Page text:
Contributed by Forum Member Andy Brutlag
I write this as I finally got unpacked from my first real musky adventure. Today my wife and I made the trip to the Hayward Area to fish with musky guide Scott Kieper. The day started out awful early, 2:20 AM to be exact. The night before the trip, Scott called and said he wanted to get a head start on the day and asked if we could meet at a gas station in Hayward by 5:30 AM. He also said he wouldn’t be upset if we were earlier.
We had planned on this trip for months, so we likely would’ve been there at 2:00 AM if he asked us to. We had loaded the truck up the night before and were on the road by 3:15 AM. At 4:11 AM Scott calls, change of plans, meeting at a different gas station down the road due to the wind conditions. Scott told me the night before that he had caught an unheard of number of muskies on this spot two days earlier, we were excited to say the least.
We pulled into the meeting spot a while later and waited in anticipation. At 5:03 AM Scott calls again, he said he was 90 seconds out and told us, “I will give you the signal and you just fall in behind me. We will take care of shaking hands and the formalities a few miles down the road.” After talking with Kieper a few times on the phone you quickly realize he is all about business, and that business is catching muskies.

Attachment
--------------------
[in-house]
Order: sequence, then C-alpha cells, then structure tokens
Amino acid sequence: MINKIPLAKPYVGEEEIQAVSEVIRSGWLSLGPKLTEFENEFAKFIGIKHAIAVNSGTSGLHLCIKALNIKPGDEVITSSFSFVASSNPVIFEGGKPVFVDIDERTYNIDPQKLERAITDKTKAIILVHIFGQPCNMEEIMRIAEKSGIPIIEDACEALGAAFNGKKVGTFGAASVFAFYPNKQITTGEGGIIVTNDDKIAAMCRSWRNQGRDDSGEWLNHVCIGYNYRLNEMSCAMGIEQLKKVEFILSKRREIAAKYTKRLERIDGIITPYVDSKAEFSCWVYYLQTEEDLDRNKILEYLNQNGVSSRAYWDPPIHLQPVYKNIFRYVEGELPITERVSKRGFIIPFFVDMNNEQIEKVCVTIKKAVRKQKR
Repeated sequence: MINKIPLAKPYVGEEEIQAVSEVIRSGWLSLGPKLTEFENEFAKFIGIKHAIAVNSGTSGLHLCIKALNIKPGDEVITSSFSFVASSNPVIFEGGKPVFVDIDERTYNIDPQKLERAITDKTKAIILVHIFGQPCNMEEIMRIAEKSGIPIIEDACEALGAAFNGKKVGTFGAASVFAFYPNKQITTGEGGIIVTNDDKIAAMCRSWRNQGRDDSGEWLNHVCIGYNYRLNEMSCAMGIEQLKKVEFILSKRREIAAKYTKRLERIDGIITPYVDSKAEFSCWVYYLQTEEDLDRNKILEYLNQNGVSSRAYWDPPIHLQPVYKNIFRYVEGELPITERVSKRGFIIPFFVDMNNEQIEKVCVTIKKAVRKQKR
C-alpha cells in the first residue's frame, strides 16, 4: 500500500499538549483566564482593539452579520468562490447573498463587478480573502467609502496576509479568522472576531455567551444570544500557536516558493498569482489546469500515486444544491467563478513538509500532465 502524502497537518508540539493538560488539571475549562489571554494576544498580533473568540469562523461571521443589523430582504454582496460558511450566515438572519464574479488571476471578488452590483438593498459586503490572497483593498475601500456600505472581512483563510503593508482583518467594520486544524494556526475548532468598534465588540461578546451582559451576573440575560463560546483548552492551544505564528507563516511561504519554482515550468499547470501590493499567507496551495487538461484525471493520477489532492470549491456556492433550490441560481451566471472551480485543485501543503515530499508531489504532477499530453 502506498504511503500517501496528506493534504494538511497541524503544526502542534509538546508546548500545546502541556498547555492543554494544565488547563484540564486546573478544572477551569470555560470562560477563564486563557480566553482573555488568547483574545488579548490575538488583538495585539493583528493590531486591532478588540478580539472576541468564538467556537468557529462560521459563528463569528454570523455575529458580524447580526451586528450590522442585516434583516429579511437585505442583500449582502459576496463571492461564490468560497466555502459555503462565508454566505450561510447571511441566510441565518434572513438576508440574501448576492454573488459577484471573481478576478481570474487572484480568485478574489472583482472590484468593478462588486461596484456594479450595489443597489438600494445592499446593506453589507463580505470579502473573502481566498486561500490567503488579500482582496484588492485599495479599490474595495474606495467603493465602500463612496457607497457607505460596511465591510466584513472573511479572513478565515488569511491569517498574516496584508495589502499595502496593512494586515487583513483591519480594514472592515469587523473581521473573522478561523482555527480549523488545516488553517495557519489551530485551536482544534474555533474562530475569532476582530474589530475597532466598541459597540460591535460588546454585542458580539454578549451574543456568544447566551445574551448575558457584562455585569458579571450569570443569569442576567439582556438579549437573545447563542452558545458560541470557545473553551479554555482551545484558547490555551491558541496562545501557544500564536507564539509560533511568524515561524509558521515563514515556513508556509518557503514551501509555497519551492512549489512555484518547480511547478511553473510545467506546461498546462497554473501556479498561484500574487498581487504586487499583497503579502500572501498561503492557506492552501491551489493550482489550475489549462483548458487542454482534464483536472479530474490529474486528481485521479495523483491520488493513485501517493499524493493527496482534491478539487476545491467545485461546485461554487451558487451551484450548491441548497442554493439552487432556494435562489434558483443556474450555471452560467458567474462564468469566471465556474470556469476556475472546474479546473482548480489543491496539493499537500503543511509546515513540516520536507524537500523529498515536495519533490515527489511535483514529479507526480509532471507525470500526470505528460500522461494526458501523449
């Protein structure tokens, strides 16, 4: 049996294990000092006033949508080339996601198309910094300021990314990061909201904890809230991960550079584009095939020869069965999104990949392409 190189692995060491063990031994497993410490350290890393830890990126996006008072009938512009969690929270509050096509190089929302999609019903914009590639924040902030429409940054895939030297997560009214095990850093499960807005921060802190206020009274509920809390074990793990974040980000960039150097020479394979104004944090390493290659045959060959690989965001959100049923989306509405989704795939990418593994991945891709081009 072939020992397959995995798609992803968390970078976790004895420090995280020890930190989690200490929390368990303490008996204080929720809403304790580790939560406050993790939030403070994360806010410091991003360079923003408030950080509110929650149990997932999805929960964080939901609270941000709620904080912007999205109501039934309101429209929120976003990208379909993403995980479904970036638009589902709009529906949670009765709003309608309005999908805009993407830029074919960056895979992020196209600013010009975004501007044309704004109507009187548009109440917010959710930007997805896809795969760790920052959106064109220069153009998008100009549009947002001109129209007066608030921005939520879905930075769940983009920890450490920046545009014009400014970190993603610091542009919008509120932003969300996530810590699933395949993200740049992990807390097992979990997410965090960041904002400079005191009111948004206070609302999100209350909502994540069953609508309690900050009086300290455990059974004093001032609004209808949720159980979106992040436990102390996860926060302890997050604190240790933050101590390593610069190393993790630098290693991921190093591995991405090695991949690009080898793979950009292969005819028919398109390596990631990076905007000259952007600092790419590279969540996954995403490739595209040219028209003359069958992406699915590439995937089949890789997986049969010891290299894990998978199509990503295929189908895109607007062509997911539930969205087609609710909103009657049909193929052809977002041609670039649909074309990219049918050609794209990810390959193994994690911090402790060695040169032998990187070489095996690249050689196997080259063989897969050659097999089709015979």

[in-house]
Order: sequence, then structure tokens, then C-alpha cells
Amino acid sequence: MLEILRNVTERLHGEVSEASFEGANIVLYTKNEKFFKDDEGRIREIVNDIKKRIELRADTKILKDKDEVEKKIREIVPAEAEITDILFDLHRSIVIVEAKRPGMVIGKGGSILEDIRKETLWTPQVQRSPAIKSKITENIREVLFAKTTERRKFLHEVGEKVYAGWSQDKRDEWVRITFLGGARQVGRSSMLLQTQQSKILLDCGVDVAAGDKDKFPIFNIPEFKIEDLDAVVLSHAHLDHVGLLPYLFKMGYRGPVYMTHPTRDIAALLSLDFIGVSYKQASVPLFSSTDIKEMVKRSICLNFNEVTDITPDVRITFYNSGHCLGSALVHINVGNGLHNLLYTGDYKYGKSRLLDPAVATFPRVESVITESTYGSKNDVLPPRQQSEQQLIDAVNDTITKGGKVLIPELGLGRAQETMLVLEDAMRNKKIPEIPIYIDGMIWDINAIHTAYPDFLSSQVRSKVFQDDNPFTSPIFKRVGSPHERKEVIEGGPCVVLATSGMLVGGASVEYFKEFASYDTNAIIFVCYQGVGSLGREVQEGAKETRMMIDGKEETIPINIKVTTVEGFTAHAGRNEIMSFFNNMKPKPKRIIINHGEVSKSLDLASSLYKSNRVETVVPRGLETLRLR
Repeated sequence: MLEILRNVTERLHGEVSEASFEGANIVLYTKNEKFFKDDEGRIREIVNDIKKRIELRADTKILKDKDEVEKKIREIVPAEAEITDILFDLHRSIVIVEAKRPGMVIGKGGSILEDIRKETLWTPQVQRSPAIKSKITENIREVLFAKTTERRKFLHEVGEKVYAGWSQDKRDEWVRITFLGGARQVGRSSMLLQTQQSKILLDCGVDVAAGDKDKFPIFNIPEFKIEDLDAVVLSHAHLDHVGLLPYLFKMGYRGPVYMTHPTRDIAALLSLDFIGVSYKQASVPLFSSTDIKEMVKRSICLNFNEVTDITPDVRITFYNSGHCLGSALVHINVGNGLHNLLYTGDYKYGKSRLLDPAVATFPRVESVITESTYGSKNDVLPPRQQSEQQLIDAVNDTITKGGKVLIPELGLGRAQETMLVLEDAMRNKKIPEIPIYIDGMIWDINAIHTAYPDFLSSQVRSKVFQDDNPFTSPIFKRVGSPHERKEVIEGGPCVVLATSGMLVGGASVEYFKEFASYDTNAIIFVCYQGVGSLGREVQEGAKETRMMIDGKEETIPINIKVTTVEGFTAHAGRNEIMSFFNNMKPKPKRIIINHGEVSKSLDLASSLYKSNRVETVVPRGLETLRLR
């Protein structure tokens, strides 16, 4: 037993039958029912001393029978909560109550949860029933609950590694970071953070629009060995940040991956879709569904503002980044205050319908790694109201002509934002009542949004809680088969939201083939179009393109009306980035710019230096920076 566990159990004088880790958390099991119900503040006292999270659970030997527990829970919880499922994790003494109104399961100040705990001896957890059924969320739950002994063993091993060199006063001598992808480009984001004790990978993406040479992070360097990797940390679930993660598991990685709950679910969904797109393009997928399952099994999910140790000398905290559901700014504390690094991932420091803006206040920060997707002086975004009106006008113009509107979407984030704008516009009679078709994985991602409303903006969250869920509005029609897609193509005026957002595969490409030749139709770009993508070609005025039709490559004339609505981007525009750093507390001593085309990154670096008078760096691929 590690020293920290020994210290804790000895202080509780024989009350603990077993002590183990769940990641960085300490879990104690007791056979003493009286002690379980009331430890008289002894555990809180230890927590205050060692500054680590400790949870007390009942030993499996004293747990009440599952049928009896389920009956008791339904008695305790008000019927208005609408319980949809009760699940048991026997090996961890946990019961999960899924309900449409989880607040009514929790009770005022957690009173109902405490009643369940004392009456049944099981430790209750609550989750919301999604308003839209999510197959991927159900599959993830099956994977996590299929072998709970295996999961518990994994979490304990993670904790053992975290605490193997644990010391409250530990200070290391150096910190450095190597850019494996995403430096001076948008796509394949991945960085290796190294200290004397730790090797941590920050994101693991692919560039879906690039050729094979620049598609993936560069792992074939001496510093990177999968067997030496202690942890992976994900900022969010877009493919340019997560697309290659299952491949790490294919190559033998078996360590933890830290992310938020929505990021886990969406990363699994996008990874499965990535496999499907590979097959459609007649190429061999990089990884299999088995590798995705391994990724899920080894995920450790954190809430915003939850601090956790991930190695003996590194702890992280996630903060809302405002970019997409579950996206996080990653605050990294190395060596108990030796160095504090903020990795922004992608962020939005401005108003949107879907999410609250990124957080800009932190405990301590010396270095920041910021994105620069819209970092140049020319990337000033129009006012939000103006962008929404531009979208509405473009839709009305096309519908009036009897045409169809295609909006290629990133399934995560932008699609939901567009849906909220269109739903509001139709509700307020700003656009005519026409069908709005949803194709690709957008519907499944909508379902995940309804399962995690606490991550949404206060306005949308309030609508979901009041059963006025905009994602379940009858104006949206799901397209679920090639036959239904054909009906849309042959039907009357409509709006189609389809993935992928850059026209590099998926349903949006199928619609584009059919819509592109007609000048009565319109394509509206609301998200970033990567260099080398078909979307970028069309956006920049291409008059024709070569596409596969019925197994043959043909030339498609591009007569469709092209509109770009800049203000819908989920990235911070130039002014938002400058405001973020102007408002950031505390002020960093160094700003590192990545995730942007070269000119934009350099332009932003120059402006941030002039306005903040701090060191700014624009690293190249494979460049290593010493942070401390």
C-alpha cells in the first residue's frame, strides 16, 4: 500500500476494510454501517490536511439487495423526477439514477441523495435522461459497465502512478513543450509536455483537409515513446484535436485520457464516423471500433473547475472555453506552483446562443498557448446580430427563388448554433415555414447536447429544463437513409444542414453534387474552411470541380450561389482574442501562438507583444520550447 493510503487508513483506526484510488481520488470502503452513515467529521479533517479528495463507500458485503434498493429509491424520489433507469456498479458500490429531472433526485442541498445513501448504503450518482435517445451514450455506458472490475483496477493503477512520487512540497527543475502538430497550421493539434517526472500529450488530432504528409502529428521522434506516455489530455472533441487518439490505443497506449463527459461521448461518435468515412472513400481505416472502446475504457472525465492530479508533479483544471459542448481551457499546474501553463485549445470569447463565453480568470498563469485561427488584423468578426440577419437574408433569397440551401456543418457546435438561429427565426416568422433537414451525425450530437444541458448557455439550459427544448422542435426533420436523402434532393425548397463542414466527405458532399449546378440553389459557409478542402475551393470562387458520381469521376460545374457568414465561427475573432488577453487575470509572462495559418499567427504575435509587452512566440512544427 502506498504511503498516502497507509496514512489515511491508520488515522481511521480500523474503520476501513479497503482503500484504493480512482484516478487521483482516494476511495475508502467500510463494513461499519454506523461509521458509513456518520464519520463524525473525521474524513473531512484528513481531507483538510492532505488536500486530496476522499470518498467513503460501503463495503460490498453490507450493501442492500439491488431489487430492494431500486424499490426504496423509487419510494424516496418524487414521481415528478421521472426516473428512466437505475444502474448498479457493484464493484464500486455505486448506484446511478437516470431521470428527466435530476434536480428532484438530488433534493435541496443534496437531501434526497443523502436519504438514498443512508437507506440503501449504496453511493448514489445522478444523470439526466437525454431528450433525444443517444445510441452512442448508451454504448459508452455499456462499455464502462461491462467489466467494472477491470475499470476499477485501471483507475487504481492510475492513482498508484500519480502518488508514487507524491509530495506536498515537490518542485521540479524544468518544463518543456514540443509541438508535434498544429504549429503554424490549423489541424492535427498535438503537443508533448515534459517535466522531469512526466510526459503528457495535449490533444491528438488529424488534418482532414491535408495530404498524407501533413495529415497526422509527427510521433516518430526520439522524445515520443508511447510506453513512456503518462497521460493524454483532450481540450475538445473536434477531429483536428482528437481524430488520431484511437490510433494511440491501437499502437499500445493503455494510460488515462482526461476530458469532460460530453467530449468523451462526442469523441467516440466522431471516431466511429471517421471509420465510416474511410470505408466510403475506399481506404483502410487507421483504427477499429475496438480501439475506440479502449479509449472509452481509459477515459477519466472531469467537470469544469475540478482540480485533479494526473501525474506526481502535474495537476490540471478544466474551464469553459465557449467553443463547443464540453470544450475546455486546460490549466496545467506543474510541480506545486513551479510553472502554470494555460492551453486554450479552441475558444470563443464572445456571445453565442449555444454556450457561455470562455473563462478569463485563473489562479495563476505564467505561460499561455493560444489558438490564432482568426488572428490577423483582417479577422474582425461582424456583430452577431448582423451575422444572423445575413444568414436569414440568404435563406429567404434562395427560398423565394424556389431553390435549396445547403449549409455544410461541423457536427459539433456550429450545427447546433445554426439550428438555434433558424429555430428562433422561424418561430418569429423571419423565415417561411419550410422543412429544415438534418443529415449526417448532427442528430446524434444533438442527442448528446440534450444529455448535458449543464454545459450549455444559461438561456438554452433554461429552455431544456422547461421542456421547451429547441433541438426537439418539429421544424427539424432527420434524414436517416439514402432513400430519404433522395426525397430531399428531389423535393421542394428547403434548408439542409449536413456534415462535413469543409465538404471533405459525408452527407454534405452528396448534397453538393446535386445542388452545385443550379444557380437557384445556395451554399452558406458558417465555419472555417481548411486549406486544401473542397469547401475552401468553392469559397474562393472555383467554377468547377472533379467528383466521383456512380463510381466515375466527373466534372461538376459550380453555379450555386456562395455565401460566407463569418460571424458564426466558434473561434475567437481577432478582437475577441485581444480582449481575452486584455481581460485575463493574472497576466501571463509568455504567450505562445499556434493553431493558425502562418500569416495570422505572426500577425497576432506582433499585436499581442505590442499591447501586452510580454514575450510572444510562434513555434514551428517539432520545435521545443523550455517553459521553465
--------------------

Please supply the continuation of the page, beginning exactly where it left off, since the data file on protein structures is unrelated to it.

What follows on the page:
Almost to the second he passes by and we meet up down the road to get ice for the suckers. After quite a distance we stop at a boat landing, spot number one. Suckers are rigged and we are off in a matter of minutes. It doesn’t take long for the first musky sighting of the day, a slow roll on the surface near one of his favorite spots. Kieper explains we will come back for that one later, but he has one specific fish in mind to target before the sun comes up. There is something about Kieper that makes you believe every cast you make is towards a musky.
Although that one fish we were after never showed itself, we learned musky fishing to Kieper is much more than just lures and spots. He is into the science behind the fish, the fishery, and just about everything else that breathes. We try to take everything in as we fished a few more spots before Kieper said it’s time to go somewhere else. He said he is the only guide that he knows that will move to different bodies of water with clients. He said if the fish aren’t active in one body, they probably are in another, so there’s no point in staying if the fish aren’t biting.